5 Things to Do To Keep Your Horse Healthy

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There are days when even the fittest of horses gets sick, but you can always choose to treat your horse better every day to limit the transfer of harmful viruses. These five things require the most minimalist horse management makeover but are sure to make your equine friend a whole lot healthier:

1.      Direct Horse To Horse Contact Could Be Dangerous

Not to be harsh, but each horse is a germ station in itself, with multiple microorganisms living on and in them. In a pasture where all horses of the stable population are kept together, the horses share the same germs, but when a newbie gallops into the stable, things turn awry.

2.      Avoid Horse To Human Contact

Since germs aren’t all that picky about who carries them onto the next horse, they may linger onto you and successfully transmit from one horse to another as you move. If you must, ensure that you wash your hands and clean off your shoes between stalls, padlocks, or switching rides.

If you’re dealing with a sick horse, be sure to wear disposable gloves and preferably disinfect your clothes to avoid carrying infected materials from one horse to the next.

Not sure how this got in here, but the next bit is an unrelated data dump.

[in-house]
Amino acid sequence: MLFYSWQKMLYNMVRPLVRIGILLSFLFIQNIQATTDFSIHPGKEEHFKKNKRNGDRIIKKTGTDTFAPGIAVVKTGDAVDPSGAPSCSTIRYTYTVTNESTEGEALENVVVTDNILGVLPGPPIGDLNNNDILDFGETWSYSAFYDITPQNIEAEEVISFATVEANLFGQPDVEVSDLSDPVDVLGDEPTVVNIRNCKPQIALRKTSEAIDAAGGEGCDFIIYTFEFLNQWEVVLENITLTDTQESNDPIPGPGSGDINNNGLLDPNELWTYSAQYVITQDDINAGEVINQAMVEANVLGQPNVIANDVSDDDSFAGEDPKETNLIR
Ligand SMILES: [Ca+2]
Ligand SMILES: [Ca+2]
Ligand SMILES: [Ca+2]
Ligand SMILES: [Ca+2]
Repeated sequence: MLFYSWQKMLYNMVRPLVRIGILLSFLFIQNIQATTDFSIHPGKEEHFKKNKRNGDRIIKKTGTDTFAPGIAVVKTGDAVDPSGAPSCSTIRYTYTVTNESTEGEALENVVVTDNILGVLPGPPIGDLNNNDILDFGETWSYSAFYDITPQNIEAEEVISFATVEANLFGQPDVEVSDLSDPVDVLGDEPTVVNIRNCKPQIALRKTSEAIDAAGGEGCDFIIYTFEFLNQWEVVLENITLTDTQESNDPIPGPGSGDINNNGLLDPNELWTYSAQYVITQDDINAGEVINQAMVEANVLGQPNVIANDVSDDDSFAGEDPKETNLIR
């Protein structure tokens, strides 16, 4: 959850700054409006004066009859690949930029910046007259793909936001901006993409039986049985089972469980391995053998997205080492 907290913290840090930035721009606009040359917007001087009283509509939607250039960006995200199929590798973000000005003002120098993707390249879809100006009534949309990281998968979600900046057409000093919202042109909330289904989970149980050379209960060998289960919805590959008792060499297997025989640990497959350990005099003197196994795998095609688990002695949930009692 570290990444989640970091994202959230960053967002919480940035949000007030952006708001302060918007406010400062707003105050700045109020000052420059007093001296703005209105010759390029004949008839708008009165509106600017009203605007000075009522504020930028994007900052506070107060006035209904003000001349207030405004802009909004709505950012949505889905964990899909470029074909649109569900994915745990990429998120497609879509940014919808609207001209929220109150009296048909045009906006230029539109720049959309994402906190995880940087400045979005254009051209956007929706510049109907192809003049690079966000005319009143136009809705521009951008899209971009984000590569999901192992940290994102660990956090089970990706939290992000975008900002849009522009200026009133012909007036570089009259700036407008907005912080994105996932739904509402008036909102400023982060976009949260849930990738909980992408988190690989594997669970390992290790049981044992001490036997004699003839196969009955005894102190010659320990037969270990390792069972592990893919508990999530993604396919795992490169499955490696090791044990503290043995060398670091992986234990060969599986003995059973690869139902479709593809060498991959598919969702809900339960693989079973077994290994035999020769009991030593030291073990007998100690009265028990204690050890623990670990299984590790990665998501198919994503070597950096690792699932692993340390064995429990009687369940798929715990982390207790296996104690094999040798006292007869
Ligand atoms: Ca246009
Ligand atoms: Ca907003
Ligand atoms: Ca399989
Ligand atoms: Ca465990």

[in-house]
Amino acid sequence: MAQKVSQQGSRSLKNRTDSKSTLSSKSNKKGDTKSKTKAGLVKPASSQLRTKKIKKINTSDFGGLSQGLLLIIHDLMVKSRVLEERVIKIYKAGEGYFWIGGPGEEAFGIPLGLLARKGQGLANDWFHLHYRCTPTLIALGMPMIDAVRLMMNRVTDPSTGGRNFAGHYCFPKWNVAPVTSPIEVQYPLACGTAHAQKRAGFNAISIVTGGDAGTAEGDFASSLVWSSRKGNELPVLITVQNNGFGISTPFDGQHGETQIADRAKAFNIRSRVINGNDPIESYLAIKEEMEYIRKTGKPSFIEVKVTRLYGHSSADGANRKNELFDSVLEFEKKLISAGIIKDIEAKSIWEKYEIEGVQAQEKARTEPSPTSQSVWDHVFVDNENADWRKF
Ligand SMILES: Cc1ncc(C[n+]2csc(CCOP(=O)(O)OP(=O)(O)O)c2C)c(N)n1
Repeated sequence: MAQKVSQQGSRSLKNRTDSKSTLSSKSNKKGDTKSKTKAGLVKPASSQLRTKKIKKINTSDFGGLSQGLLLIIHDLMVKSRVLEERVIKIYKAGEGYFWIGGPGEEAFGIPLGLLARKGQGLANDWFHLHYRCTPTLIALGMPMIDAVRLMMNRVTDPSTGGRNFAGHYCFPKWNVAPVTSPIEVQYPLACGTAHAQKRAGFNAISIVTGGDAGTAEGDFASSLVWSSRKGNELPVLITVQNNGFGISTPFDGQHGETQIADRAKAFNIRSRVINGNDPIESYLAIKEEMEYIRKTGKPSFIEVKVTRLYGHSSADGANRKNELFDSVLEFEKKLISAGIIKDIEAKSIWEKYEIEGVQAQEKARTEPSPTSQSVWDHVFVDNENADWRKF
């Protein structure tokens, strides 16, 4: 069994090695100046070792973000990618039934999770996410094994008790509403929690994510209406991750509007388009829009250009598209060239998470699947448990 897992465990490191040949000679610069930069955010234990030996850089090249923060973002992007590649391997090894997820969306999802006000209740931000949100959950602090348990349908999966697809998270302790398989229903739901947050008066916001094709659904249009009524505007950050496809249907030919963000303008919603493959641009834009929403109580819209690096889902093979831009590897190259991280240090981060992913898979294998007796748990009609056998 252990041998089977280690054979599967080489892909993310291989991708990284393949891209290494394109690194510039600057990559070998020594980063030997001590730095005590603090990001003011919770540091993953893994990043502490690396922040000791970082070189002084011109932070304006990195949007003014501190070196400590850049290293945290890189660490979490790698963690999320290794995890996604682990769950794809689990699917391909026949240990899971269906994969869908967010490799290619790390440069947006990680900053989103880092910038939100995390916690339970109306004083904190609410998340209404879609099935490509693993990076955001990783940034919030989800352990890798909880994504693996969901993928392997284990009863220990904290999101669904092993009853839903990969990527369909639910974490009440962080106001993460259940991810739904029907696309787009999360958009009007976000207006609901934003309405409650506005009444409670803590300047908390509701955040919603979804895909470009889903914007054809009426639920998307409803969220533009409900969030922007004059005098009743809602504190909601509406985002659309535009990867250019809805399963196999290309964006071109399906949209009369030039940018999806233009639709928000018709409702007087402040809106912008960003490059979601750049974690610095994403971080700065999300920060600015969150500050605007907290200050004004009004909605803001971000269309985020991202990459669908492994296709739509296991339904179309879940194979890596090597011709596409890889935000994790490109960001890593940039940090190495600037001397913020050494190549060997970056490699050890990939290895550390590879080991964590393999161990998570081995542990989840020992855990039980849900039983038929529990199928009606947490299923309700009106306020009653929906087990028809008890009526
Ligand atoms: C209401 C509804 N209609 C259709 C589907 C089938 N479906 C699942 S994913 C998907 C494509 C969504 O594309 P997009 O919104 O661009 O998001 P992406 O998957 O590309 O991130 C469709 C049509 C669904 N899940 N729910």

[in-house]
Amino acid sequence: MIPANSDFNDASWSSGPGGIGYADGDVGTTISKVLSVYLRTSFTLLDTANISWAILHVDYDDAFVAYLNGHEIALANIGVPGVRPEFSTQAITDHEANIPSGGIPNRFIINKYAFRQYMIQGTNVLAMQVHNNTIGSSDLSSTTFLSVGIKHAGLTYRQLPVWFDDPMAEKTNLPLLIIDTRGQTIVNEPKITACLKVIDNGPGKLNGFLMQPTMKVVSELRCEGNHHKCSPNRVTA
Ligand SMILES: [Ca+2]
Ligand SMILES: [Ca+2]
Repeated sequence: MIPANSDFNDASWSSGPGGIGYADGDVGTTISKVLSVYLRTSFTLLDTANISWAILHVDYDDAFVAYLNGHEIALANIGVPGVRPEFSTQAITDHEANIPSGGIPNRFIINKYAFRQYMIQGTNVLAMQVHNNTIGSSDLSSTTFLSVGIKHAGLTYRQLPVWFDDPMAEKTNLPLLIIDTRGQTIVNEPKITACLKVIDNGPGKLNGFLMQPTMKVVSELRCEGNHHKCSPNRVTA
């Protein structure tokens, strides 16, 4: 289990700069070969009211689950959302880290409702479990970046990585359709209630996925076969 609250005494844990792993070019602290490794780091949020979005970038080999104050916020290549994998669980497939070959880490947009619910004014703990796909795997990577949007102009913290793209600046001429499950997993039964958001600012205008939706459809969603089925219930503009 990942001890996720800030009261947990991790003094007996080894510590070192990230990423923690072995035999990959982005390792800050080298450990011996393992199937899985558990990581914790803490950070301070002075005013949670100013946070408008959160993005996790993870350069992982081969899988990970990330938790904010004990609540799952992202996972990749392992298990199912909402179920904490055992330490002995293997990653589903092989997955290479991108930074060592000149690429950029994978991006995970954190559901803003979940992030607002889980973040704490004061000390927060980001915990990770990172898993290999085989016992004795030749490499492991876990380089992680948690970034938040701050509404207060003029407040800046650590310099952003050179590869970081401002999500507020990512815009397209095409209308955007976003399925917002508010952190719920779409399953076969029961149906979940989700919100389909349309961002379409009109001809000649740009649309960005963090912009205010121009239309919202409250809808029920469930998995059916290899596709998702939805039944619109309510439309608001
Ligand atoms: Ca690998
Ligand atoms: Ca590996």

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3.      Do Take Temperature Readings Regularly

Although it’s quite easy to judge if there is something wrong with a horse, the infectious disease may take that extra bit of time to display prominent symptoms. It’s important to regularly check your horse’s temperature regularly, and surprisingly, a majority of horses don’t mind getting themselves checked in a place where the sun doesn’t shine!

4.      Don’t Share Equipment

It’s recommended for riders to invest in custom equipment for each of their horses. If not, the equipment must be cleaned thoroughly after each use. Additionally, it’s essential to take the time to soak the grooming equipment into a disinfecting solution between horses to avoid spreading organisms that cause skin infection.

5.      Don’t Use Communal Water Sources

Although the convenience of allowing many horses to drink from one water trough is undeniable, the fact that diseases are spread most in shared places is an important one to consider. Moisture is possibly the most appropriate state in which germs can persist in the environment. So one snotty drag up a sick horse’s nose is sure to get all the horses drinking from the water trough sick. Bring in a bucket; a designated one for each should help keep your horse healthy in the long run.

If you’re willing to learn more about how to keep your horse healthy, you can join horse care lessons at the Trinity Equestrian Center in Germantown, NY. This extravagant horse stable also offers horseback riding lessons, training for showjumping, and horse boarding. Riders and horses across Ancram, Claverack, Chatham, Copake, Columbia County, Kingston, Rhinebeck, Red Hook, and Tivoli can sign up for the program.

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